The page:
(There’s a photo in the interior of that one, but I don’t have permission to share it. So you’ll have to make do with the outside.)

Treat also offers a pre-order bulk discount and same-day digital cards, as well as photo gift options such as smartphone cases, mugs, and canvas prints.

My only caveat is that the app is technically an iPhone app, so I needed to hold my iPad in portrait orientation–which was awkward, because it’s in a keyboard case that doesn’t allow for that. This meant that I had to keep turning the iPad to make sure that what I was typing showed up the way I meant it to. But the app was easy to use overall, so I’ll be relying on in the future.

I was not compensated for this post, however I did receive a sample for my review. All opinions are my own and not influenced in any way. I am disclosing this in accordance with the Federal Trade Commission’s 16 CFR, Part 255: “Guides Concerning the Use of Endorsements and Testimonials in Advertising.”

Things I Don’t Get

These aren’t things I hate. I just don’t see what the big damn deal is.

  • Pro sports
  • Dr. Who
  • Kate Winslet’s acting
  • Neon clothing and accessories
  • Jackass and Tosh.0 and shadenfreude directed toward strangers (actually, I do kind of hate these)
  • Keira Knightley
  • Boyfriend jeans
  • Gerard Butler
  • Indoor skydiving
  • Skydiving
Elmo in a tutu
But Elmo in a tutu? I totally get that.

Cheap Clothes Can Cost Too Much

Update: Unlike the other companies involved, Benetton is not compensating the families of the victims, so I’m adding them to the list below. If you want to let them know how you feel, tweet to @benetton with the hashtag #PayUpBenetton.(2/9/15)

When Baguette was a newborn, we were very careful about sourcing her toys. We worked hard to buy toys that were made with safe materials, by companies that treated their workers decently.

I will be the first to admit that we have not kept up that vigilance. So I am dismayed to learn that a number of major retailers have decided not to sign the Bangladesh factory safety plan, developed in the wake of a massive, tragic, and wholly preventable building collapse that took the lives of over 1,100 workers.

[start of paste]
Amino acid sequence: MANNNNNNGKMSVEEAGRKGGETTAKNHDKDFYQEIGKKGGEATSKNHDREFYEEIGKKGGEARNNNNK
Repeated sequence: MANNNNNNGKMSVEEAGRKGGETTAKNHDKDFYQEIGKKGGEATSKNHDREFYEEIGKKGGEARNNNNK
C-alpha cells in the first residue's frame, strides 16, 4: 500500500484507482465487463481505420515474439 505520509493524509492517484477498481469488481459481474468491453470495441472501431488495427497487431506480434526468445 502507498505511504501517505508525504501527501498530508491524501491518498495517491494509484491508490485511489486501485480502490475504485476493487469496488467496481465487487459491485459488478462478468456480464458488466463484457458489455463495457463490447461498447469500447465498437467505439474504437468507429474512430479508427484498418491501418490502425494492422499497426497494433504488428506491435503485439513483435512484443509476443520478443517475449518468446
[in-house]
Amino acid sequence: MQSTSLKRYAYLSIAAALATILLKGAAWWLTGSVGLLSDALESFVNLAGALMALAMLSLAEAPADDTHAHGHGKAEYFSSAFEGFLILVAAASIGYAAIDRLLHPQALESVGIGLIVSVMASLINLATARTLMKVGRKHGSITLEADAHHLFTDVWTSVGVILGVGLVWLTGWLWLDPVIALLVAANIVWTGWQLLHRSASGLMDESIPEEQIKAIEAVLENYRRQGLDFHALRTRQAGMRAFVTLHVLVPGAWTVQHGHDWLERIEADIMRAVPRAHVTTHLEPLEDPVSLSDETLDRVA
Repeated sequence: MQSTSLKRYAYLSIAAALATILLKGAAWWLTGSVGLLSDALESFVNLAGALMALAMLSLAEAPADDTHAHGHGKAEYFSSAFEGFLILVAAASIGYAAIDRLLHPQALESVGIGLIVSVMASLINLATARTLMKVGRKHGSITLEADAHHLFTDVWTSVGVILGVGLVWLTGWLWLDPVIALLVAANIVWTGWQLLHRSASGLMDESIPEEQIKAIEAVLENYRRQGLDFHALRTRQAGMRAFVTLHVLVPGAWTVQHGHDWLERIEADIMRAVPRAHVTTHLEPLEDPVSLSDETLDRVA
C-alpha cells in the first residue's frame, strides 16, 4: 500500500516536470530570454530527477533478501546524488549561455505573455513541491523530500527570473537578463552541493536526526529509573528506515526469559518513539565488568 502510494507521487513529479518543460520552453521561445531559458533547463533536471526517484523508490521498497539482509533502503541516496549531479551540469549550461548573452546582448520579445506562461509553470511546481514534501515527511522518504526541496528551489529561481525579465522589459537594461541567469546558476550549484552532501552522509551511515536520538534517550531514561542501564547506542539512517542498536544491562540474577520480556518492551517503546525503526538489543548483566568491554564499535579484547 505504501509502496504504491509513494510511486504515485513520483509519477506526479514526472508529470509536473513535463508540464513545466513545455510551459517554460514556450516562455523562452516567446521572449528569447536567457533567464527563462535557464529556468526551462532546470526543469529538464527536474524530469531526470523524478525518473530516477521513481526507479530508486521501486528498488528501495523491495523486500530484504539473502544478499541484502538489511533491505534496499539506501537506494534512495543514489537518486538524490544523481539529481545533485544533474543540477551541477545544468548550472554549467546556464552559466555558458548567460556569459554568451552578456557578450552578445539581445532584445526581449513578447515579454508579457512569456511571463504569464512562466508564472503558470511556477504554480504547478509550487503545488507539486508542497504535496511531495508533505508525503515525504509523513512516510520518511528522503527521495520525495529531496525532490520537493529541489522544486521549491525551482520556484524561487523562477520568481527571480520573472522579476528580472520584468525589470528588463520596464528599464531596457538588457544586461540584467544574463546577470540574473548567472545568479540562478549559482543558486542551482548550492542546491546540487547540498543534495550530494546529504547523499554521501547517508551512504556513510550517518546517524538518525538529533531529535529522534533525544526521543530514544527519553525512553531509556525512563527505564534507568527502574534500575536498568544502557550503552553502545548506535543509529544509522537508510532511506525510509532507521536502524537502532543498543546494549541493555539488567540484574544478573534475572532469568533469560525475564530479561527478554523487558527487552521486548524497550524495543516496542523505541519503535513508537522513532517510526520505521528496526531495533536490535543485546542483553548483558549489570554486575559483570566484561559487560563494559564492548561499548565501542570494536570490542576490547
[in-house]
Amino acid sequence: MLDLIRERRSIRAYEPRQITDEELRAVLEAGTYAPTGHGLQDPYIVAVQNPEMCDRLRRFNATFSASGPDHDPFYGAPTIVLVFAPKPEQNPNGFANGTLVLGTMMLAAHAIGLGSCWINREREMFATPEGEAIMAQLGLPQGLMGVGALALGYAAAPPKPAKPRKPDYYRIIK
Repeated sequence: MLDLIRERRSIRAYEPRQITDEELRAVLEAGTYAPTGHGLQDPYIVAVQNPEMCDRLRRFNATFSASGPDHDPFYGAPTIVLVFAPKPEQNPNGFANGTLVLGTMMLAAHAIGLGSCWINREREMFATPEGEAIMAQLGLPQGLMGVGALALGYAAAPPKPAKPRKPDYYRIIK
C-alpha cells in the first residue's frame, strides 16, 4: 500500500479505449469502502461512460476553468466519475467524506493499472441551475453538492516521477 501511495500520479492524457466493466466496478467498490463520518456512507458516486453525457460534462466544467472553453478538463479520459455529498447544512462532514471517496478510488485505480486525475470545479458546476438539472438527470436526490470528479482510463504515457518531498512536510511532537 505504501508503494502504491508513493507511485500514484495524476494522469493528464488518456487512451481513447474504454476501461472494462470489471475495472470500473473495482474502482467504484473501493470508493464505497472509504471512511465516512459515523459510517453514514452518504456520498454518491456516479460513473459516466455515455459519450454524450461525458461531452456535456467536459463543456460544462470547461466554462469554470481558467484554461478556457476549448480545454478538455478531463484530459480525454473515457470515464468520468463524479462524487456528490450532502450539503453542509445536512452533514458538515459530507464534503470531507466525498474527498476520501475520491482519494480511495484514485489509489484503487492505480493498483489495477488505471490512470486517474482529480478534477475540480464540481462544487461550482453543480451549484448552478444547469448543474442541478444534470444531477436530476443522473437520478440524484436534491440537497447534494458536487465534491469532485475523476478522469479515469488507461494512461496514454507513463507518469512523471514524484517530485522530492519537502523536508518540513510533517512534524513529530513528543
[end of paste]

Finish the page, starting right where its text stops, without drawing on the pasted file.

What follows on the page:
More than a thousand people. I’m not willing to pay that much for Baguette’s clothing.

Now, the deadline for signing has passed, so it’s not like I can persuade the holdouts to change their minds. That ship has sailed.

But that doesn’t mean that these companies can’t improve working conditions in their factories around the world.

So I’m calling on them to do just that, and here’s who they are:

  • Walmart
  • Gap
  • Macy’s
  • Sears/Kmart
  • JCPenney
  • VF Corp
  • Target
  • Kohl’s
  • Cato Fashions
  • Carter’s
  • Nordstrom
  • American Eagle Outfitters
  • The Children’s Place
  • Foot Locker
  • Benetton

I do not intend to buy any new clothes or accessories from these companies until they ensure safe and humane conditions for the people who make their products–and that they do so transparently, so that we know that they’re using some of their profits to make the world better, and not worse.

For some of these, that’s easy. I can’t tell you the last time I bought something at Foot Locker, and I’m not sure I’ve ever made a purchase at American Eagle Outfitters.

But Carter’s and Gap? That’s tough. I can’t tell you how much I’ve counted on the seasonal sales at my nearest Carter’s store. And Gap? Baguette and I practically live in Old Navy. I’ve been blown away not just by the low prices of their baby and toddler clothes, but by how cute and well-constructed they are. It took me forever to find camisoles that I liked, and they’re sold by Old Navy.

And Target. Don’t get me started on Target. I bought a cardigan there recently, and now I’m wondering if the person who sewed on the buttons is still alive.

Here’s what it comes down to for me: It’s not a good deal if someone has to die. And 1,100 deaths–and that’s just the latest factory disaster–is far, far too high a price to pay.

Who’s with me?


Photo by Martin Abegglen, via Flickr. Creative Commons.

Makeup and Me

Cosmetics and I go way back.

When I was a child, my mother had a collection of bright cream eyeshadows that came in stick form, like lipstick. They clipped onto a display rack that had the effect of a jewel-toned eyeshadow tree. I think we can agree that such a thing is designed to be irresistible to four-year-olds. And it was.

My mother didn’t wear much makeup–cream blush and lipstick, maybe a little foundation–but I knew that eyeshadow went above your eyes. And what’s above your eyes? Why, your eyebrows.